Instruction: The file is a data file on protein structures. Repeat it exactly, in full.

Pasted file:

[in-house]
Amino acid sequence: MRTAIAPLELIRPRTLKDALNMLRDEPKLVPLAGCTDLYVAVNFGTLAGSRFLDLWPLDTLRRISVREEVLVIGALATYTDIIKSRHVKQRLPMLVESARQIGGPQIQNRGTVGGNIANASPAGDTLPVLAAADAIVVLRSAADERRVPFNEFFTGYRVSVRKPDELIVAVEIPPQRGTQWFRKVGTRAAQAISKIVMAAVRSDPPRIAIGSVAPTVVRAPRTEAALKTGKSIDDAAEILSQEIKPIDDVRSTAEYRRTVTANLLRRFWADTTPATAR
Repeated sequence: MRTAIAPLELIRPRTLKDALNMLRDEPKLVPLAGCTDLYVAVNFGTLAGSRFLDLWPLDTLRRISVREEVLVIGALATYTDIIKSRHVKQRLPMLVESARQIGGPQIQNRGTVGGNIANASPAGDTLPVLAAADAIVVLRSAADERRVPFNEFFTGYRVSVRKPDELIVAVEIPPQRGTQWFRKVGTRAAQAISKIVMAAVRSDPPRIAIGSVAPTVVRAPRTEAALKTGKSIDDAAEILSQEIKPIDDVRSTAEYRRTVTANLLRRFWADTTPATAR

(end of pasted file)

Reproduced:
[in-house]
Amino acid sequence: MRTAIAPLELIRPRTLKDALNMLRDEPKLVPLAGCTDLYVAVNFGTLAGSRFLDLWPLDTLRRISVREEVLVIGALATYTDIIKSRHVKQRLPMLVESARQIGGPQIQNRGTVGGNIANASPAGDTLPVLAAADAIVVLRSAADERRVPFNEFFTGYRVSVRKPDELIVAVEIPPQRGTQWFRKVGTRAAQAISKIVMAAVRSDPPRIAIGSVAPTVVRAPRTEAALKTGKSIDDAAEILSQEIKPIDDVRSTAEYRRTVTANLLRRFWADTTPATAR
Repeated sequence: MRTAIAPLELIRPRTLKDALNMLRDEPKLVPLAGCTDLYVAVNFGTLAGSRFLDLWPLDTLRRISVREEVLVIGALATYTDIIKSRHVKQRLPMLVESARQIGGPQIQNRGTVGGNIANASPAGDTLPVLAAADAIVVLRSAADERRVPFNEFFTGYRVSVRKPDELIVAVEIPPQRGTQWFRKVGTRAAQAISKIVMAAVRSDPPRIAIGSVAPTVVRAPRTEAALKTGKSIDDAAEILSQEIKPIDDVRSTAEYRRTVTANLLRRFWADTTPATAR